TORONTO – Award-winning photojournalist Boris Spremo, a blue-eyed charmer who captured intimate and surprising moments from world leaders and average citizens alike, has died.
The retired newsman died Monday in hospital after a short battle with cancer, said Diana Spremo, one of his four daughters. He was 81.
“He was the man of the house, he was our hero,” she said Tuesday while recounting stories about a loving father who would regale his children with tales from the road. “He really had a passion for life, he was always making jokes, he took life to the fullest.”
Spremo’s 34 years at the Toronto Star took him to war zones in Vietnam, Cyprus, Belfast, Grenada and the Falkland Islands, and he also covered the royal wedding of Prince Charles and Diana.
After each assignment, he would sit his girls down and tell them what he saw.
“He always made sure that we understood that we were privileged,” said Diana Spremo. “He loved Toronto, he loved this country, but he saw so much bad stuff out there and he wanted to make sure that we didn’t take what we had for granted.”
Fellow photographer and friend Peter Bregg was among a stream of colleagues to visit Spremo in hospital last week as his health spiralled.
“We all loved Boris and he made so many friends throughout the community,” said Bregg, recalling a man full of humour and charm.
He had a knack for getting subjects to reveal themselves to him, said Bregg, who met Spremo nearly 50 years ago in Ottawa. The 19-year-old Bregg, a new hire of The Canadian Press, couldn’t help but be impressed by Spremo’s expertise and instinct.
“They say, ‘He’s a lucky photographer,’ but some people know how to make their luck,” said Bregg, now retired after also working at The Associated Press, Maclean’s and as official photographer to prime minister Brian Mulroney in 1984.
“Beethoven was deaf when he was writing music in his later years, yet he knew the notes, he knew it in his head and he knew what to write down. People like Boris know when to point the camera and they know where to point the camera and they know what lens to use.”
Torstar chairman and former Star publisher John Honderich called Spremo “a true giant in his field” and “competitive as hell.”
“He always wanted to go on the big assignments and always wanted to go where the big stories were because that’s what drove him,” said Honderich.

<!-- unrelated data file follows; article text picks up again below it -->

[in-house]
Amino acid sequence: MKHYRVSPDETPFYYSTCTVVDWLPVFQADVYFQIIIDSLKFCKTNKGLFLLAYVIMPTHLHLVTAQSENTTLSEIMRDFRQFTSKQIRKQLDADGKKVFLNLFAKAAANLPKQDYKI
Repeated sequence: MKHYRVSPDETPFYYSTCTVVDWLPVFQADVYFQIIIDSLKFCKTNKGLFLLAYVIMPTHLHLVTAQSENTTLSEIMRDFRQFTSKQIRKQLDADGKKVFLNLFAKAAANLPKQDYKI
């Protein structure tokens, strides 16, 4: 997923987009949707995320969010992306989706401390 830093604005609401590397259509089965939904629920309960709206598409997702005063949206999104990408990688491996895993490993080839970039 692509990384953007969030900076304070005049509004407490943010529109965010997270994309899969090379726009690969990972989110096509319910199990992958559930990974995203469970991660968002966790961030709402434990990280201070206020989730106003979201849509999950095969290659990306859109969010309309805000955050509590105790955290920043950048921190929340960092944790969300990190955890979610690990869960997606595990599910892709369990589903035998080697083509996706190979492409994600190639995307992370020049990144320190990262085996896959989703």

“Everyone adored Boris. He had a huge ego but everyone did (adore him) because you were seeing genius in action.”
He also had “chutzpah” and an unrelenting drive to get something no one else had, Honderich added, recalling a famous shot Spremo coaxed from Pierre Elliott Trudeau.
It took place the day after Trudeau won the 1980 federal election, and featured the relaxed prime minister-elect pulling back an elastic band stretched over a thumb and finger, ready to fire.
“He says to Trudeau as prime minister, ‘Well, do something for me! I’ve got to have a good picture.’ Whereupon Trudeau picked up a paper clip and that elastic and that famous shot was done. That’s the way he operated,” said Honderich.
Bregg said it was hard for anyone to resist Spremo’s charm.
“He had that Yugoslavian accent and he had big blue eyes…. He was always smiling and the accent was very endearing,” said Bregg. “If Boris asked for something, (you’d say): ‘What do you want, Boris?'”
Spremo’s childhood in war-torn Yugoslavia was tough, said Diana Spremo.
He was six when his mother died. His sister had died less than a year before that. His father was a police officer and worked long hours, and by age 10 Spremo was used to spending much of his time alone, she said.
He came to Canada in 1957 after a stop in Paris, joining the Globe and Mail in 1962. He moved on to the Star in 1966 and retired in 2000.
His career brought hundreds of national and international accolades, including the Order of Canada in 1997 and first prize at the World Press Photo Competition in The Hague, the Netherlands in 1966.
Honderich’s favourite shot by Spremo was of prime minister John Diefenbaker in silhouette, reclining in a lounge chair in Barbados in 1976 while the sun shone through clouds behind him. It earned Spremo one of his many National Newspaper Awards.
“He would talk to me afterwards about how he would find the right place, how he could imagine the shot, where he could be,” Honderich recalled. “He would wait hours. He took great pride in saying he was the first one who would arrive at a spot.”
Bregg said that mix of skill and charm earned Spremo widespread respect and love from his colleagues.
“Some photographers are cutthroat and they push their way to the front. Boris never had to. People would make room for him to get to the front.”
Spremo is survived by his wife Ika, their four daughters and seven grandchildren.